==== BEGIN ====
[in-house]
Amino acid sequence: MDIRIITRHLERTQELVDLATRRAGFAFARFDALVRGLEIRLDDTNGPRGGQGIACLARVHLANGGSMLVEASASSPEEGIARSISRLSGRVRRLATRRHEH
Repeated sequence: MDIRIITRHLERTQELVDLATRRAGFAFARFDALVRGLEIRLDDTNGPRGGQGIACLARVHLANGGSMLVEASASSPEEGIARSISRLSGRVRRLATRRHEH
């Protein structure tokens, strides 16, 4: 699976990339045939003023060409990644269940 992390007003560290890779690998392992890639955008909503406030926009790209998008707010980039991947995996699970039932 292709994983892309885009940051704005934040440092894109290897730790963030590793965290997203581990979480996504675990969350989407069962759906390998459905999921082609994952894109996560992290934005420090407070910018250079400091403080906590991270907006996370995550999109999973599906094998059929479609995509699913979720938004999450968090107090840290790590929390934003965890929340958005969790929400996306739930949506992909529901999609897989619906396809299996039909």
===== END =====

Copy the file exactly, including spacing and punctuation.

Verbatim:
[in-house]
Amino acid sequence: MDIRIITRHLERTQELVDLATRRAGFAFARFDALVRGLEIRLDDTNGPRGGQGIACLARVHLANGGSMLVEASASSPEEGIARSISRLSGRVRRLATRRHEH
Repeated sequence: MDIRIITRHLERTQELVDLATRRAGFAFARFDALVRGLEIRLDDTNGPRGGQGIACLARVHLANGGSMLVEASASSPEEGIARSISRLSGRVRRLATRRHEH
């Protein structure tokens, strides 16, 4: 699976990339045939003023060409990644269940 992390007003560290890779690998392992890639955008909503406030926009790209998008707010980039991947995996699970039932 292709994983892309885009940051704005934040440092894109290897730790963030590793965290997203581990979480996504675990969350989407069962759906390998459905999921082609994952894109996560992290934005420090407070910018250079400091403080906590991270907006996370995550999109999973599906094998059929479609995509699913979720938004999450968090107090840290790590929390934003965890929340958005969790929400996306739930949506992909529901999609897989619906396809299996039909």